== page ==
Newsletter for August 2020

Summerina Yellow Echibeckia is quite a mouthful, but then it’s quite a plant! This hybrid is a cross between Rudbeckia and Echinacea. It produces the large flowers and fast growth of Rudbeckias and the vigor and disease resistance of Echinacea. The cheerful blooms are long lasting and will brighten any summer garden. At this time we have some very handsome plants in 12″ containers.

Here’s a brief description of the many ground covers we stock. Be aware that they are not always available, but we will always try to order them.

The term “Ground Cover” can describe a huge diversity of plants. The four above can cover a lot of territory and they are all very tough. Rosea iceplant, a drought tolerant succulent, should be planted about 1 1/2 feet apart. There are other iceplant varieties with more muted tones, i.e. Delospermum congestum, yellow flowers, and Delospermum ‘Starburst’ with white flowers. Of the four plants pictured, rosemary probably requires the most care if you wish to keep it under 2 feet. Myoporum parvifolium has flowers in either white or pink and Dymondia’s flowers are yellow.

These low growing plants are better for small areas. Convolulus mauritanicus, shown here with blue flowers, occasionally occurs with white flowers. There are many low growing Thymes – other varieties include Woolly Thyme, Pink Chintz and Elfin, the most compact. Santolina is a very tough, drought tolerant plant with yellow button flowers in summer. Origanum ‘Hopley’s Purple’ can cover quite a bit of ground eventually. The purple flowers emerge in August. Other Oreganos of note – Betty Rollins and Golden Oregano.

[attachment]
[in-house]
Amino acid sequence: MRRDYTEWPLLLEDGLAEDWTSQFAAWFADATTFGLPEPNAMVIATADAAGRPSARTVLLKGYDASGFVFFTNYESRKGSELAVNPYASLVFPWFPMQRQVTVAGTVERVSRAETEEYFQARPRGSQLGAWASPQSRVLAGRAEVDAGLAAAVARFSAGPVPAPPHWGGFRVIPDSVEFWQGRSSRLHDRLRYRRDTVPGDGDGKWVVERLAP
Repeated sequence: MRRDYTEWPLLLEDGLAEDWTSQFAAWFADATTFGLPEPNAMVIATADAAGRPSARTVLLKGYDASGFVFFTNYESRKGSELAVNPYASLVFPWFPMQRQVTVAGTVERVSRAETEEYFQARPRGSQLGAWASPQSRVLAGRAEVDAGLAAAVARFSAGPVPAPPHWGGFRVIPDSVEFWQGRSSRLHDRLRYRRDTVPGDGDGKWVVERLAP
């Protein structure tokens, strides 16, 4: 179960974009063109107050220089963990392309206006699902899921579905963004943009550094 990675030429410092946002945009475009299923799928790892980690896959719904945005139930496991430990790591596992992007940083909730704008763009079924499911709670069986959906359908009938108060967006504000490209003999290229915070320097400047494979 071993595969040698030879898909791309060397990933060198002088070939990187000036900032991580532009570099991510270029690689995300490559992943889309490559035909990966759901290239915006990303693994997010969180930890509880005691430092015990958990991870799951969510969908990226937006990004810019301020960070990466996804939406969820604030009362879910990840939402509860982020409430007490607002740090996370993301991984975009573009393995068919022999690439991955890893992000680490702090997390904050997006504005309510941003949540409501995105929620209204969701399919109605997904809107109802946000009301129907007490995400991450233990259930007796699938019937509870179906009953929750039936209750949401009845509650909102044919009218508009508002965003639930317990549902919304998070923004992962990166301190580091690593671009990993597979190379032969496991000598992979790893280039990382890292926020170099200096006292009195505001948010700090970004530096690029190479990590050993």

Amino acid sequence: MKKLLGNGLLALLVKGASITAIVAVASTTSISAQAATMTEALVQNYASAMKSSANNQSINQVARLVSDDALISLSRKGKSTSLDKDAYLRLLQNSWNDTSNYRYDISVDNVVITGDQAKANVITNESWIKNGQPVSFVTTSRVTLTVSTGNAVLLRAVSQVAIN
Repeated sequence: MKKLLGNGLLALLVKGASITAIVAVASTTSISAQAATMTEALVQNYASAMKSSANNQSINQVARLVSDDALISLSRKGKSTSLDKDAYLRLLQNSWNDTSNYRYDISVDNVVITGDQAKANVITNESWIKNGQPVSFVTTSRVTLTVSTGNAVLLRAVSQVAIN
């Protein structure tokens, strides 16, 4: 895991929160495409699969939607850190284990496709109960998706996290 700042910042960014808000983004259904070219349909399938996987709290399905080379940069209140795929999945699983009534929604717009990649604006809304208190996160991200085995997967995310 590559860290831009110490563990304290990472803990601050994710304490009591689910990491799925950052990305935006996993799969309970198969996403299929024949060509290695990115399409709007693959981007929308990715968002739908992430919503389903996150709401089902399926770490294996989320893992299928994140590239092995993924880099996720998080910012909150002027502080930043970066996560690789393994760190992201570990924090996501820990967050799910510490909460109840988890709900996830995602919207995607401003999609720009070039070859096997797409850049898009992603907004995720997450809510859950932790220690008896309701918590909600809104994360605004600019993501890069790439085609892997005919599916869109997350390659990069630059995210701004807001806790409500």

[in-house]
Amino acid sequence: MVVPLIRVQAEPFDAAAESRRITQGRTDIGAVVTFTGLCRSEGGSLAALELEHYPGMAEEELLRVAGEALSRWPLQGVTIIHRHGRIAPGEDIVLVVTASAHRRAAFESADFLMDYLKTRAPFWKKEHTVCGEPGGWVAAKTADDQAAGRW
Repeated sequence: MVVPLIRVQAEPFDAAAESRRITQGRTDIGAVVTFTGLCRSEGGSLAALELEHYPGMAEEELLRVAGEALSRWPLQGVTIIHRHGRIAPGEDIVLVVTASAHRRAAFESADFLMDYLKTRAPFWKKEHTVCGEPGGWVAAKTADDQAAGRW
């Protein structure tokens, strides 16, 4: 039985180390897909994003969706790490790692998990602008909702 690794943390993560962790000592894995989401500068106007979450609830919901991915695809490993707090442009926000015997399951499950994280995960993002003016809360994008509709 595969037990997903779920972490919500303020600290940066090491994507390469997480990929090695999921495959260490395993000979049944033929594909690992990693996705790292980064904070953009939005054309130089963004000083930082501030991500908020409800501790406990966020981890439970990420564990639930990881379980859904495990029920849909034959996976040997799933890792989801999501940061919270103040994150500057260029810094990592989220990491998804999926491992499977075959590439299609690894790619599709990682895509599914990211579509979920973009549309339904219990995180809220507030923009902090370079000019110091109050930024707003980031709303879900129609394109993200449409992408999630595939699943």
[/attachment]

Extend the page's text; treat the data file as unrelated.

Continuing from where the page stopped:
The former ground covers can usually be found in flats, 6 packs or 4″ plants. The above varieties are generally sold in 1 gallon containers. The Cistus blooms in spring and can spread at least 3 feet wide and 1 1/2 to 3 feet high. It is very drought tolerant. Low growing cotoneasters vary with variety. Most grow 6″ to 1 1/2 feet tall and are 6 to 8 feet wide. The small white flowers in spring develop into bright red berries in fall and winter. The next two plants are California natives. Epilobium (formerly Zauschneria) has variation in height and leaf color. Unusual varieties have white or pink flowers. The bright orange-red flowers appear in late summer and remain throughout fall. The low growing Salvia ”Bee’s Bliss’ blooms in spring. It’s very drought tolerant and attracts lots of bees.

And finally, some shade prospects. Star Jasmine (Trachelospermum) is most often used as a vine. But it can serve well as a ground cover and has the possibility of reaching out to 10 feet or more. Its cousin, Asian Jasmine, is also a good candidate with smaller leaves and flowers. Vinca offers several choices. The one shown is a variegated variety of Vinca Minor. Vinca minor forms low growing clumps of dark green leaves with blue flowers in spring. Vinca major, on the other hand, grows quite quickly and can take over an area. Lysimachia is a great plant for small shade areas – leaf color is either green or chartreuse. And the last plant, Isotoma is a very low growing selection with flowers white or blue.

These are by no means all the groundcovers that thrive in our area, but a broad view of the many options.

Dicliptera suberecta, a native of Uruguay, is here just in time to bloom with its striking orange red flowers. Dicliptera is able to survive our cold winters and is also able to thrive in our high temperatures. Deadheading will prolong the flowering. After bloom, you will be left with a small tidy clump of green.

What’s blooming now.

Perennials: Lantana, the hardy Miss Huff and Chapel Hill; lots of Salvias, Greggii varieties, ‘Black and Blue’ (guaranitica), ‘Mystic Spires’; Cannas; Nepeta (Cat mint) and Guara.

Annuals: Petunias, Marigolds, Angelonia (“Summer Snapdragons”), Portulaca and Vinca.

Shrubs/trees: Crape myrtles, Vitex and Mimosa.